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What's the difference in using practise instead of practice and advise instead of advice?

I always get confused when using them in sentences or essays..

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Your post’s title is misleading. The meaning of “practice” and “practise” is the same; it’s just the spelling that’s different. “Practice” is the American spelling; “practise” is the British/Commonwealth spelling.
EDIT: According to Smock, “practise” is a verb in the UK but “practice” is a noun. In the US we use “practice” as both a verb and noun. These two words sound the same.

“Advice” and “advise” do not sound the same. The former is a noun and is pronounced with a voiceless consonant at the end (“s” sound). The latter is a verb and is pronounced with a voiced consonant at the end (“z” sound).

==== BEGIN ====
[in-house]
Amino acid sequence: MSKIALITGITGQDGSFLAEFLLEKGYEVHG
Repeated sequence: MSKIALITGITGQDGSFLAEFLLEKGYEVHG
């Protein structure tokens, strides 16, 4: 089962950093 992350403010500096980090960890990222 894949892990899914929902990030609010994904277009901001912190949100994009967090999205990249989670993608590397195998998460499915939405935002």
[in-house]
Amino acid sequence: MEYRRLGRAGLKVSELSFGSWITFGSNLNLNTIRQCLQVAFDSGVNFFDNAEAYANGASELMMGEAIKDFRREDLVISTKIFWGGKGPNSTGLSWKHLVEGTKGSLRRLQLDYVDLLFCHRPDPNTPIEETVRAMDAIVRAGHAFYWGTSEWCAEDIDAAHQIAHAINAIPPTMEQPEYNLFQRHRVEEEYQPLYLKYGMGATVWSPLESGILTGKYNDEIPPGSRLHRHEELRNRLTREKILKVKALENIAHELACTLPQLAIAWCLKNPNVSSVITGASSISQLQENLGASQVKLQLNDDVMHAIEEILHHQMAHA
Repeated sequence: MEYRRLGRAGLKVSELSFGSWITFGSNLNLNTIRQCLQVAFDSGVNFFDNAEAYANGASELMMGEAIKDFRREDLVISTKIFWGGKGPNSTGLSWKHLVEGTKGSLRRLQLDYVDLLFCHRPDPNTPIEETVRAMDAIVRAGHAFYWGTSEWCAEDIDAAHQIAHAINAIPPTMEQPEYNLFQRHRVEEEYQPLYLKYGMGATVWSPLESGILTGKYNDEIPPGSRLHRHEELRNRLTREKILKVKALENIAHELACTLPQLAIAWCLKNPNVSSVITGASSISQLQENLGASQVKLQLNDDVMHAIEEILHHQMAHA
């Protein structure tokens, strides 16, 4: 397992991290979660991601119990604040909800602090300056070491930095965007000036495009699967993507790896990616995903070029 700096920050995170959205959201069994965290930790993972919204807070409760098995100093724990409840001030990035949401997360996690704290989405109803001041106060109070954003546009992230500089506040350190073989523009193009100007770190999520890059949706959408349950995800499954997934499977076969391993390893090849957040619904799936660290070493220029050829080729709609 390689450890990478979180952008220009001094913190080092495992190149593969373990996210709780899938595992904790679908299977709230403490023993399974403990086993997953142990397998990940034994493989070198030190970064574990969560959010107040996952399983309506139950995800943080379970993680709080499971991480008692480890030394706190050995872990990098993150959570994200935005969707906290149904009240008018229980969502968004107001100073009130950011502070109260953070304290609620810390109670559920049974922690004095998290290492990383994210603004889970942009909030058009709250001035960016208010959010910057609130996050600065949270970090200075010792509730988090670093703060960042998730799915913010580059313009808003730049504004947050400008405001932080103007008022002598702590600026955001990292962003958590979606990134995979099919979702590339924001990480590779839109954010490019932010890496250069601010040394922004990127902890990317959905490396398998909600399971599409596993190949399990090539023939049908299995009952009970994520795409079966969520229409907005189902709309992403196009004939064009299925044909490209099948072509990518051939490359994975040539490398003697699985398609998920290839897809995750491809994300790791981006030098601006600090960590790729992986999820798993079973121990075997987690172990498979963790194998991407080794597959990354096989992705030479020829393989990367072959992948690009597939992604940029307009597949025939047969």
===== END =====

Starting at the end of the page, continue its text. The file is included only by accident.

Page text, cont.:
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  • Actually in the UK we use Practise and Practice to mean two different things. Practise is to rehearse (to repeat something) and practice refers to the activity itself. So you might practise repeatedly at the practice of basket-weaving – Smock Apr 4 '19 at 16:19
  • @Smock that is good to know- I wasn’t sure if “practise” could be a noun. Will update my answer. – Mixolydian Apr 4 '19 at 17:01
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In British English, practise and advise are verbs while practice and advice are nouns.

In American English, practice and advice function as both nouns and verbs.

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    You're welcome. Also, I didn't catch it earlier, but "advice" in AE is only a noun. – Don B. Apr 5 '19 at 4:15

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